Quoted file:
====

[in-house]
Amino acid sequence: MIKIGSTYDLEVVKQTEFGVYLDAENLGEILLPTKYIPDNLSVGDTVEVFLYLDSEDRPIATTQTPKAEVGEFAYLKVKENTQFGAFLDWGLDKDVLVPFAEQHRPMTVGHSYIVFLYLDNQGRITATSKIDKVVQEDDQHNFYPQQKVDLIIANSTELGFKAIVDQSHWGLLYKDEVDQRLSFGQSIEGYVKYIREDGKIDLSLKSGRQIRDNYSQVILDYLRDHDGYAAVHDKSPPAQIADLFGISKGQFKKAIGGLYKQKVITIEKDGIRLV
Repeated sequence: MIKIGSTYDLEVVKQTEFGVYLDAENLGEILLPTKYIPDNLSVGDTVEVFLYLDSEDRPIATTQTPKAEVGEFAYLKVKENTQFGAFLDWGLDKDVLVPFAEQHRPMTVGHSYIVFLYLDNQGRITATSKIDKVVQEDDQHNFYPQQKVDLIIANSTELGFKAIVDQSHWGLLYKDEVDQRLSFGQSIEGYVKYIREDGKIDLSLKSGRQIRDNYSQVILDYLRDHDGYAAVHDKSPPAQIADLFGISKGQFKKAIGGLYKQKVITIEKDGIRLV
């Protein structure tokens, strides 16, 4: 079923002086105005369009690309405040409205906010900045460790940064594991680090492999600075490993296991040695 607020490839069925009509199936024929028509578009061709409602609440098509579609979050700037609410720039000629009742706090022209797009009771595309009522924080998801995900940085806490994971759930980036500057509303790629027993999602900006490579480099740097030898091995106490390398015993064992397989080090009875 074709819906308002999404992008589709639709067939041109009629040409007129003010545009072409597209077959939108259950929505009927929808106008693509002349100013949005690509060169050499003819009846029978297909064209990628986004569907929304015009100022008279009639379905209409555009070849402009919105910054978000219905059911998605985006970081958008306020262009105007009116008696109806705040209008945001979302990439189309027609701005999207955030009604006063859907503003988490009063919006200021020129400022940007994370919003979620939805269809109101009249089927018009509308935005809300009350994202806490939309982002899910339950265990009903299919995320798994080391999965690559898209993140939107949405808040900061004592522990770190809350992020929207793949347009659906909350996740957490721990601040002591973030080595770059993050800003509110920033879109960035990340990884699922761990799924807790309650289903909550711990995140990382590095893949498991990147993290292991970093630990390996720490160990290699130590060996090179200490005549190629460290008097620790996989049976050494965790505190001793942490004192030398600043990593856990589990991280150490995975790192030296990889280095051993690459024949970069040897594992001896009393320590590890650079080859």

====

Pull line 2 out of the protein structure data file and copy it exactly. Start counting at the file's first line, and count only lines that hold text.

Amino acid sequence: MIKIGSTYDLEVVKQTEFGVYLDAENLGEILLPTKYIPDNLSVGDTVEVFLYLDSEDRPIATTQTPKAEVGEFAYLKVKENTQFGAFLDWGLDKDVLVPFAEQHRPMTVGHSYIVFLYLDNQGRITATSKIDKVVQEDDQHNFYPQQKVDLIIANSTELGFKAIVDQSHWGLLYKDEVDQRLSFGQSIEGYVKYIREDGKIDLSLKSGRQIRDNYSQVILDYLRDHDGYAAVHDKSPPAQIADLFGISKGQFKKAIGGLYKQKVITIEKDGIRLV